Prepaid meters come in two types – standard prepayment meters which read in the same way as standard electricity meters and economy 7 meters, and prepayment meters which connect to a pay point that accepts tokens or keys. You can purchase these tokens or keys at most corner shops, supermarkets, and many more participating stores.
Prepaid meters can be a good option for those who want to be conscientious about their energy consumption, as they force you to limit the amount of electricity that you use.
Smart electricity meters are the most modern electricity meter on the market right now. Compared to other types of electricity meters, smart meters offer more information about your energy consumption. They display real-time energy usage, as well as historical usage data that gives information about your energy consumption behaviour. Using this data, smart meters help the consumer optimise their energy use and lessen their energy bills. Furthermore, smart meters send usage data directly to your provider, so there is no need to send meter readings manually.
Smart electricity meters use a digital display to record information, although most providers that offer smart meters have a phone app where you can check your energy consumption in real-time no matter where you are.
It’s worth noting that smart meters can revert to standard meters (with digital displays) if you switch to a different supplier. The newer generation of smart meters may change this, but as yet, they are not widely available.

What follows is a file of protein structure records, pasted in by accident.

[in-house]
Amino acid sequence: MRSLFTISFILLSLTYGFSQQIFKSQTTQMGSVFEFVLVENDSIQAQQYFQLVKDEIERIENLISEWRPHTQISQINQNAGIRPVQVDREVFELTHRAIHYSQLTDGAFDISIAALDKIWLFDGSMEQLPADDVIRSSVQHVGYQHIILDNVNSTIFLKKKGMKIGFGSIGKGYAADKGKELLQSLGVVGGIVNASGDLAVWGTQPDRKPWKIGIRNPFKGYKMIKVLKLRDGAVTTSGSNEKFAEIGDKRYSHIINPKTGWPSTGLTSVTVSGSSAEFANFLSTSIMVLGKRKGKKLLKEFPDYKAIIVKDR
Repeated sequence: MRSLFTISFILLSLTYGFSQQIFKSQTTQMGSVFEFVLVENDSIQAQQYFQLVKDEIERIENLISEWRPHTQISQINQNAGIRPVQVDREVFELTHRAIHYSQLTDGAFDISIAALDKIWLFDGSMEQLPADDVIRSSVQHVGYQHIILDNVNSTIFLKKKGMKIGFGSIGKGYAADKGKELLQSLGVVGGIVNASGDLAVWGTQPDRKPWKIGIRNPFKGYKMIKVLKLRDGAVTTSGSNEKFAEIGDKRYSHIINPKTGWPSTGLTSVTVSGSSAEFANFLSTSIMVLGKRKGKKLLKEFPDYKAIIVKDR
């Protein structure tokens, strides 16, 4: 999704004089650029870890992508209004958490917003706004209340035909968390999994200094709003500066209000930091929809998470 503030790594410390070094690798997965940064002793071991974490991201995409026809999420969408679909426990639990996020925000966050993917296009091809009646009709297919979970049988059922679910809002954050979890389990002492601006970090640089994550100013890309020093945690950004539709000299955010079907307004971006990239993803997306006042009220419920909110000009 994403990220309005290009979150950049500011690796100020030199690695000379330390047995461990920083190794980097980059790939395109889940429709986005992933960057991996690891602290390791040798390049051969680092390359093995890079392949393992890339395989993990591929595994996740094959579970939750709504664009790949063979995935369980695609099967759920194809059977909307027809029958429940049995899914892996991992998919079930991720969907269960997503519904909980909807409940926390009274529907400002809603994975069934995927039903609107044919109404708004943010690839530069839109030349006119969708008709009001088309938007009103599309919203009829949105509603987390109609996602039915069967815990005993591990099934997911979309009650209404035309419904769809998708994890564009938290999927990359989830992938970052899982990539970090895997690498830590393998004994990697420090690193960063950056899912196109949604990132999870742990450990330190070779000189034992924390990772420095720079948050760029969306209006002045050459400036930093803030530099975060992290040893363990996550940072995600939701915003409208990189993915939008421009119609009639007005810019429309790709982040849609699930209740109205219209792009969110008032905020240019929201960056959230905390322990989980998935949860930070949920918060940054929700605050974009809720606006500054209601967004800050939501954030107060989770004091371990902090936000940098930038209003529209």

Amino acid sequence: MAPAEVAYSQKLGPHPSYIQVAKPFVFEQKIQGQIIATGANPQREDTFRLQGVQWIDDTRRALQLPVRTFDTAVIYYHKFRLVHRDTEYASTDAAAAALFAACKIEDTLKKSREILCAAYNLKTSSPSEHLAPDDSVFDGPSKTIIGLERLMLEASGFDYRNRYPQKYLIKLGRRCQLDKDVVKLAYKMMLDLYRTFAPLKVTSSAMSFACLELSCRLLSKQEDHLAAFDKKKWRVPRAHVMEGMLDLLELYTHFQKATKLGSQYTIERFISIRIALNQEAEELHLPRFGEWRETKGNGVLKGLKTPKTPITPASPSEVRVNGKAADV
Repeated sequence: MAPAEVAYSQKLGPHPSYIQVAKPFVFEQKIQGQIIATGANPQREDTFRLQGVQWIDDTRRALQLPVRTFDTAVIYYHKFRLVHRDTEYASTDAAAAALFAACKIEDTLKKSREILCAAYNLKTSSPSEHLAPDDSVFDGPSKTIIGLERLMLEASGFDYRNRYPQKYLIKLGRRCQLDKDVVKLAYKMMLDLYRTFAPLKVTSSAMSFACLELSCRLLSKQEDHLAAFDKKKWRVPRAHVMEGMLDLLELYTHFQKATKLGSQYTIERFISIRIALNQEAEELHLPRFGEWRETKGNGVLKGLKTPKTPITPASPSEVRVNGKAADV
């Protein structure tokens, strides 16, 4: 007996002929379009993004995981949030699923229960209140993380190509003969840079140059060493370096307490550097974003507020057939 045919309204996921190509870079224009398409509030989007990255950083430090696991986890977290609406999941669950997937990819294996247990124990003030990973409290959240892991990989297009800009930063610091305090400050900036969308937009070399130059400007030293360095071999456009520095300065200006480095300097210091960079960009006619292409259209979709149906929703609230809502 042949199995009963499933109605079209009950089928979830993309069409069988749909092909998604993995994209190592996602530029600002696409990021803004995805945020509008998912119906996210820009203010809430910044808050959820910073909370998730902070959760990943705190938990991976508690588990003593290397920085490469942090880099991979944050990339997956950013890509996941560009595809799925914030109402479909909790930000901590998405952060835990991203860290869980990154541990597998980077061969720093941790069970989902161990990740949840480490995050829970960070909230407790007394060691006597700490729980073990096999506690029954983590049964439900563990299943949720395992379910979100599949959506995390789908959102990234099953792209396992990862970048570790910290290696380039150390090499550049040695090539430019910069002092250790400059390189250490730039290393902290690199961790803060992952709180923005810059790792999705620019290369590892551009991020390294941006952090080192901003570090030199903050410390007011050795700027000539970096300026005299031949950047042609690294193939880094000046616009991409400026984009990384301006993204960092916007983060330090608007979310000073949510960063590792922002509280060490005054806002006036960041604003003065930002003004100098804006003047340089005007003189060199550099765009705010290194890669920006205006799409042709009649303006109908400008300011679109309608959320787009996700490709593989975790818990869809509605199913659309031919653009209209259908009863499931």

Now that you know how to read your electricity meter be sure to check that you are paying the proper amount each month. Have a look at your last bill and compare it to your meter reading to see if your charges match your reading.
If you feel you are being overcharged for electricity, it might be time to find a new provider or a different tariff that better fits your lifestyle. You can use one of the many energy comparison sites to find and compare the lowest tariffs currently offered.
While most homes are likely to have a standard meter installed, it’s easy and free to have your supplier change your meter to one of the alternatives if you wish. The first step is to think about your energy usage. If you are a night owl who does household chores such as running the dishwasher and washing machine during the night, an Economy 7 meter may be the right choice for you.
If you are someone who wants as much information as you can get about your usage, then you may want to consider a smart meter. Furthermore, you will always have access to your energy information with the smart meter, even if you’re not at home. You will need to check with your supplier to see if these meters are available in your area, and your home also needs to be suitable as readings are transmitted remotely.
If your home features particularly thick walls that are likely to block the meter’s signal, you may not be able to have one installed. One feature that customers may find challenging about smart meters is that energy providers will have more of your personal data than they would if you were using a standard meter or economy meter. The government is encouraging suppliers to have all their customers on smart meters by 2020, but if this is a key concern for you, you can refuse the installation.
You can also look at different plans to see if you stand to save more with a different type of meter, such as an Economy 7 meter. Call your supplier if you need a new meter installed - they will schedule a time to come to your home with all the necessary equipment and install it.